It's one of the least populated portions of Virginia.
Yet communities like Pulaski, Giles, Wythe, Carroll and the 11 other counties that make up division four of the state police have one of the Commonwealth's biggest problems.
"There's no easy answer in trying to deal with the meth problem here in Southwest Virginia," said Sgt. Michael Conroy with the Virginia State Police.
Methanphetamines, or meth for short, have gone from a blip on the radar to one of the biggest problems facing police in our area today.
Conroy is one of several troopers who regularly work meth busts.
"Every year it seems that our responsibilities in terms of meth labs is growing," he said. "Sometimes the budget issues don't catch up with the cost involved."
It's a claim the numbers back-up.
Statewide, there were 28 meth busts in 2009.
In 2013, that number sky-rocketed to 408 busts, with 85 percent of those happening in Southwest Virginia.
Conroy said the drug's addictiveness and how easy it is to make are causing it to spread rapidly.
"We have followed people when they have been released from custody and they're out buying Sudafed again or going to another lab."
Now the problem is beginning to spread east.
Montgomery County saw its meth lab busts jump nearly five times in 2013.
Communities like Roanoke and Bedford are seeing a rise as well.
Montgomery County Sheriff Tommy Whitt said it's a growing concern for deputies.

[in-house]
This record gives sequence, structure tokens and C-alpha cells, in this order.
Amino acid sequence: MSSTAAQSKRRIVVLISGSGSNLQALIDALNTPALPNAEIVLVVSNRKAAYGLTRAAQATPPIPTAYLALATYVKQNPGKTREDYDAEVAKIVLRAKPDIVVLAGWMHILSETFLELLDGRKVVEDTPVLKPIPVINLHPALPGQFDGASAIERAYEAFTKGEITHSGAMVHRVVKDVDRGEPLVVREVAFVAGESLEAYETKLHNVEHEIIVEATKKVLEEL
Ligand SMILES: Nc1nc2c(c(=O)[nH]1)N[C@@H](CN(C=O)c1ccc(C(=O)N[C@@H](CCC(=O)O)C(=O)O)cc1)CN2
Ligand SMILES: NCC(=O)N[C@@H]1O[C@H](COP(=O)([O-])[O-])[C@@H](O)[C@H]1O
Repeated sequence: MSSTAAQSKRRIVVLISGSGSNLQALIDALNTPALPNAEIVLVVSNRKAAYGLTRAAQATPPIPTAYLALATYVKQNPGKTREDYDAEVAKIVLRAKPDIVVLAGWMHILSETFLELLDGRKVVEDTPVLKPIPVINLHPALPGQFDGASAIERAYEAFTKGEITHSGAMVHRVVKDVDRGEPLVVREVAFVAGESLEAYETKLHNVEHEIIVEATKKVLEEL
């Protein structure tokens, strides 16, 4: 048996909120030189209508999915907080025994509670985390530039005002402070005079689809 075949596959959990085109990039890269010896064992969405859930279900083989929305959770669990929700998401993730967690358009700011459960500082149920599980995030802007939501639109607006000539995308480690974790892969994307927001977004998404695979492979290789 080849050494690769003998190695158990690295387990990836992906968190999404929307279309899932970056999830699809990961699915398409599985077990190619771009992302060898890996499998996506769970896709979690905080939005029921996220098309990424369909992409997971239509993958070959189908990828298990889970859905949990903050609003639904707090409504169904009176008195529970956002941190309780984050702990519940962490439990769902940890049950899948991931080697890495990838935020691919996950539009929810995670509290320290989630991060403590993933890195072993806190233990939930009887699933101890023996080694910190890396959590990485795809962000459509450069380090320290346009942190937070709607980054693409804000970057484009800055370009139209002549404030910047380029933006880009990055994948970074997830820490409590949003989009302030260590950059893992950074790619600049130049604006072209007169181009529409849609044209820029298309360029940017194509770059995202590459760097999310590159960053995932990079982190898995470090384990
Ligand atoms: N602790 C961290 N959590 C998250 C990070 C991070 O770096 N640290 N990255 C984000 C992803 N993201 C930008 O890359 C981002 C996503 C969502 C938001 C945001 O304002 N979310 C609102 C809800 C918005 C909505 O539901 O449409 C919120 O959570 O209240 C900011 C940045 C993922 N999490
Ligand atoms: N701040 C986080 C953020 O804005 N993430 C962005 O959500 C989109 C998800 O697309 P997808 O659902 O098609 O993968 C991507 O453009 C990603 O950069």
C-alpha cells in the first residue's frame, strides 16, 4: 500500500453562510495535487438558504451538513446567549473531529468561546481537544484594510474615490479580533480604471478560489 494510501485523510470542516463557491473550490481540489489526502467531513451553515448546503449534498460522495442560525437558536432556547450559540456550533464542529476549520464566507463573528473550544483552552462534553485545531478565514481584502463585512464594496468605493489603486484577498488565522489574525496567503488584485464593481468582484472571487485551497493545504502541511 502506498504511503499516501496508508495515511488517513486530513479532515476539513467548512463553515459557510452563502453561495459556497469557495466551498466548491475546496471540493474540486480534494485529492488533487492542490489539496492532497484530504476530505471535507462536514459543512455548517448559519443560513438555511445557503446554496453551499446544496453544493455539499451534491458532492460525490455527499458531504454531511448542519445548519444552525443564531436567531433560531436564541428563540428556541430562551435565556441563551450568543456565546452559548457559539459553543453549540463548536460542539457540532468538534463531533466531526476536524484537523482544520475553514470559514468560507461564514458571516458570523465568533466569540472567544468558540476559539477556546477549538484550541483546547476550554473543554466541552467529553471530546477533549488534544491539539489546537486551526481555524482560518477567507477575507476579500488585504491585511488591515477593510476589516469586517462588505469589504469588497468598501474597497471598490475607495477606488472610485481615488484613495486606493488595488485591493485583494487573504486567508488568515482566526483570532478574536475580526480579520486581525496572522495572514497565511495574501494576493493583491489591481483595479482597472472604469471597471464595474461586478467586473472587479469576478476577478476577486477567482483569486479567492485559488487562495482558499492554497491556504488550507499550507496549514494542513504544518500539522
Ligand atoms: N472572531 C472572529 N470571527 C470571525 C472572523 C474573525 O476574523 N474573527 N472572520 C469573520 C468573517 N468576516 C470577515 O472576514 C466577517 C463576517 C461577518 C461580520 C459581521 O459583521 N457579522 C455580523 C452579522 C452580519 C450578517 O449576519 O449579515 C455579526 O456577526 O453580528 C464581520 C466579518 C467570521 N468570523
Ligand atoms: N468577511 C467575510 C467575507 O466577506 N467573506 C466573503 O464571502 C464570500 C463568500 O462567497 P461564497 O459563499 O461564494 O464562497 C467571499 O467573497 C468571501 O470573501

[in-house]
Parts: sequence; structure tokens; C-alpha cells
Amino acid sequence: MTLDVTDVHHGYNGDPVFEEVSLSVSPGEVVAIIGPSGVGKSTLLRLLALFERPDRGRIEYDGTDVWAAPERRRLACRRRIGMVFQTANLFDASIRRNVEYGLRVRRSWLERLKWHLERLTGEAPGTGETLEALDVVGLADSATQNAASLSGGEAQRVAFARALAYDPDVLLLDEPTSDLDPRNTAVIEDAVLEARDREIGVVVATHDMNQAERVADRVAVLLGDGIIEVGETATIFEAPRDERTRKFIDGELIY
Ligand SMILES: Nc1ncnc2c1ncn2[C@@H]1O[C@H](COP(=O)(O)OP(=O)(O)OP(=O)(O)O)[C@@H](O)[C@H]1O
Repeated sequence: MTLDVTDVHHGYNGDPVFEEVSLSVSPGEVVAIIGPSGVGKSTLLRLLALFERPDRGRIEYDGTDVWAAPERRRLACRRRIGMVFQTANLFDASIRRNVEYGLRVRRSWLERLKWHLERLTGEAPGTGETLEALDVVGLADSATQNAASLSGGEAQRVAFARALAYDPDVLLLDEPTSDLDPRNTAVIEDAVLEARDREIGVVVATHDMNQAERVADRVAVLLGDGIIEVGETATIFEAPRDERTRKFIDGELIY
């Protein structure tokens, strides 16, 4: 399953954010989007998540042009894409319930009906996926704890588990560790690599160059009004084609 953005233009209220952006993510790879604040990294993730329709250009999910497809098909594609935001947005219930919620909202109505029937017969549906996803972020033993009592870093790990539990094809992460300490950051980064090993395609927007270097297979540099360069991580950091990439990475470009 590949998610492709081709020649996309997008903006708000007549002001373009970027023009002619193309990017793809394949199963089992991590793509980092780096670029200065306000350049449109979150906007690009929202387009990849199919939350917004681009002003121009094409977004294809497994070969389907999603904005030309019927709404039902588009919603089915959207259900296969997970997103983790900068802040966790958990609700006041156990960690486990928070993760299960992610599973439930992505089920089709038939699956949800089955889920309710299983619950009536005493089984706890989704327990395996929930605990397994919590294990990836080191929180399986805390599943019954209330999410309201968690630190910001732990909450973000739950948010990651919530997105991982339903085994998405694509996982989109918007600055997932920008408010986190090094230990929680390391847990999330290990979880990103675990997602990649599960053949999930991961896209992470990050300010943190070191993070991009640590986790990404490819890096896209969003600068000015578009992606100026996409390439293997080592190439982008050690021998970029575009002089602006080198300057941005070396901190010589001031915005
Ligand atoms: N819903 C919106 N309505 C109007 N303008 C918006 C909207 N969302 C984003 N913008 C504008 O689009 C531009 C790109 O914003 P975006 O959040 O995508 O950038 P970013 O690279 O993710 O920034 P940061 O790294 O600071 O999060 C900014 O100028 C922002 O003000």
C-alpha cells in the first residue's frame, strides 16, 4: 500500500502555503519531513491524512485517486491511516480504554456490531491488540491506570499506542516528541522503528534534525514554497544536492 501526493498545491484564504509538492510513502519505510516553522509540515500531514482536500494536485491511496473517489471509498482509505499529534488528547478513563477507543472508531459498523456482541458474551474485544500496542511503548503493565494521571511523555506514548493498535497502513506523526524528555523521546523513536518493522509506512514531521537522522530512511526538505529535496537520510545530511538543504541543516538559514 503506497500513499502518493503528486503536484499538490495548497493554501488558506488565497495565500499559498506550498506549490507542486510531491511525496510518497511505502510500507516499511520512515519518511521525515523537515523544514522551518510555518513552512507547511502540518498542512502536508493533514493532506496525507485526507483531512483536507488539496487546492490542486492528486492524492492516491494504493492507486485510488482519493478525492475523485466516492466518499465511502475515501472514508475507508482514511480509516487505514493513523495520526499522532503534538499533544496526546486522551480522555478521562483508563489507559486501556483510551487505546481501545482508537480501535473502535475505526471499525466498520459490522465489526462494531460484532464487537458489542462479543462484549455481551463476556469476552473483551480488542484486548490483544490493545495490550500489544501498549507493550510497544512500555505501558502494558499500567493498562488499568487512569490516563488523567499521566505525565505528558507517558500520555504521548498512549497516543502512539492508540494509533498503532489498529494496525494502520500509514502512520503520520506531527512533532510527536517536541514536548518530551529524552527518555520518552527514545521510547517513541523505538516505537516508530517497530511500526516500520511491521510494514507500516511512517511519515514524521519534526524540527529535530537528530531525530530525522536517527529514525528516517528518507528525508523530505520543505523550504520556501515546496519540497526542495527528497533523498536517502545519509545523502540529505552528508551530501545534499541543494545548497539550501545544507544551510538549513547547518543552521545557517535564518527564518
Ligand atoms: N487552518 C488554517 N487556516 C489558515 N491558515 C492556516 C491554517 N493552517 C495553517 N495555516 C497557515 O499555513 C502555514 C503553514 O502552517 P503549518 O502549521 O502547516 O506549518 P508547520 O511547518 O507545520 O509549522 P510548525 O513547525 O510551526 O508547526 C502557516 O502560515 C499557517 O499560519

"I think it's jumped almost to the epidemic portion at this time," he said.
The General Assembly instituted a monitoring system for certain ingredients used to make meth.
Lawmakers are asking for patience with the new system.
But with more resources needed and more money being spent, patience is a luxury many departments are running out of.
"(It's) the compensatory time, the overtime," Whitt said. "The dedication of trying to ensure that we're as safe as we can be here in Montgomery County."
If the number of meth busts continue on the current pace, there will be close to a 50 percent jump statewide in 2014.
So far, 80 percent of those busts have been here in Southwest Virginia.
Meth labs are a growing problem across the Commonwealth and new numbers show the majority of the problem is here in Southwest Virginia.
In 2013, police busted more than 400 meth labs across Virginia.
85 percent of those came from Southwest Virginia.
State Police say the problem has been spreading from west to east, with the current problem coming from Tennessee.
For all of the dangers surrounding the drug, users are not the only ones effected.
"You do see a lot of children that have been exposed to these meth labs," said Sgt. Michael Conroy with the Virginia State Police in Wythe County. "It is very frustrating because the children are innocent victims, and you have their caregiver or parents addicted this powerful stimulant."
Coming up tonight at 6 on WSLS 10, we dig deeper into Southwest Virginia's meth problem and the impact it's having on local and state police.